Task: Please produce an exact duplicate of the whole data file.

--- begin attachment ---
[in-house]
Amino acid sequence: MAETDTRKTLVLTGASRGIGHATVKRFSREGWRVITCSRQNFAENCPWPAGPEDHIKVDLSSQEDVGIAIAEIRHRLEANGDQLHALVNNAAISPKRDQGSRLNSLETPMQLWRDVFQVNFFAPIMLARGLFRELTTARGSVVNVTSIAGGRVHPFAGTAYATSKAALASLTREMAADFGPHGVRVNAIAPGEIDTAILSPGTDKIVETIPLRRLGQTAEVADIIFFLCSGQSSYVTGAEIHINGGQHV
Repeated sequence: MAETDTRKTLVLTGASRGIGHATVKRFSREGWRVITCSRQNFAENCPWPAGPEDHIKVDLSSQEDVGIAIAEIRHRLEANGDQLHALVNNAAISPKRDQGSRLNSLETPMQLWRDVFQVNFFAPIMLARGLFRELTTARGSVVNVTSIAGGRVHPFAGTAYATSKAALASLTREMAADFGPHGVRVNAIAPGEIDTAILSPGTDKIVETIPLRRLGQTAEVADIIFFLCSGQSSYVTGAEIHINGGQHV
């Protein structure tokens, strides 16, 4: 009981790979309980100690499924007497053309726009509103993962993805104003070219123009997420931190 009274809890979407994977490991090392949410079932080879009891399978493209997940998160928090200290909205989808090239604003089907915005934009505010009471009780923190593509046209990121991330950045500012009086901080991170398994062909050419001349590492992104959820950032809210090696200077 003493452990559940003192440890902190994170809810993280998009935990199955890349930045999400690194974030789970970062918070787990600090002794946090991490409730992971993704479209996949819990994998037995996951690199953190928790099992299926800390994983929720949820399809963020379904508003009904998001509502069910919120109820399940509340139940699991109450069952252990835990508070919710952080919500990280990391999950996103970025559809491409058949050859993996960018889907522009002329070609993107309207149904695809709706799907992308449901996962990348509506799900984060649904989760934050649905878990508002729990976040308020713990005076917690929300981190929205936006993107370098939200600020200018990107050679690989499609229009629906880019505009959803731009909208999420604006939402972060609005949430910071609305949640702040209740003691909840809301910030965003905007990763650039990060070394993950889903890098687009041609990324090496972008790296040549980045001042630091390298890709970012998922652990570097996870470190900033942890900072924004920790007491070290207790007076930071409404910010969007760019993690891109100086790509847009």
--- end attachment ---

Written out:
[in-house]
Amino acid sequence: MAETDTRKTLVLTGASRGIGHATVKRFSREGWRVITCSRQNFAENCPWPAGPEDHIKVDLSSQEDVGIAIAEIRHRLEANGDQLHALVNNAAISPKRDQGSRLNSLETPMQLWRDVFQVNFFAPIMLARGLFRELTTARGSVVNVTSIAGGRVHPFAGTAYATSKAALASLTREMAADFGPHGVRVNAIAPGEIDTAILSPGTDKIVETIPLRRLGQTAEVADIIFFLCSGQSSYVTGAEIHINGGQHV
Repeated sequence: MAETDTRKTLVLTGASRGIGHATVKRFSREGWRVITCSRQNFAENCPWPAGPEDHIKVDLSSQEDVGIAIAEIRHRLEANGDQLHALVNNAAISPKRDQGSRLNSLETPMQLWRDVFQVNFFAPIMLARGLFRELTTARGSVVNVTSIAGGRVHPFAGTAYATSKAALASLTREMAADFGPHGVRVNAIAPGEIDTAILSPGTDKIVETIPLRRLGQTAEVADIIFFLCSGQSSYVTGAEIHINGGQHV
């Protein structure tokens, strides 16, 4: 009981790979309980100690499924007497053309726009509103993962993805104003070219123009997420931190 009274809890979407994977490991090392949410079932080879009891399978493209997940998160928090200290909205989808090239604003089907915005934009505010009471009780923190593509046209990121991330950045500012009086901080991170398994062909050419001349590492992104959820950032809210090696200077 003493452990559940003192440890902190994170809810993280998009935990199955890349930045999400690194974030789970970062918070787990600090002794946090991490409730992971993704479209996949819990994998037995996951690199953190928790099992299926800390994983929720949820399809963020379904508003009904998001509502069910919120109820399940509340139940699991109450069952252990835990508070919710952080919500990280990391999950996103970025559809491409058949050859993996960018889907522009002329070609993107309207149904695809709706799907992308449901996962990348509506799900984060649904989760934050649905878990508002729990976040308020713990005076917690929300981190929205936006993107370098939200600020200018990107050679690989499609229009629906880019505009959803731009909208999420604006939402972060609005949430910071609305949640702040209740003691909840809301910030965003905007990763650039990060070394993950889903890098687009041609990324090496972008790296040549980045001042630091390298890709970012998922652990570097996870470190900033942890900072924004920790007491070290207790007076930071409404910010969007760019993690891109100086790509847009």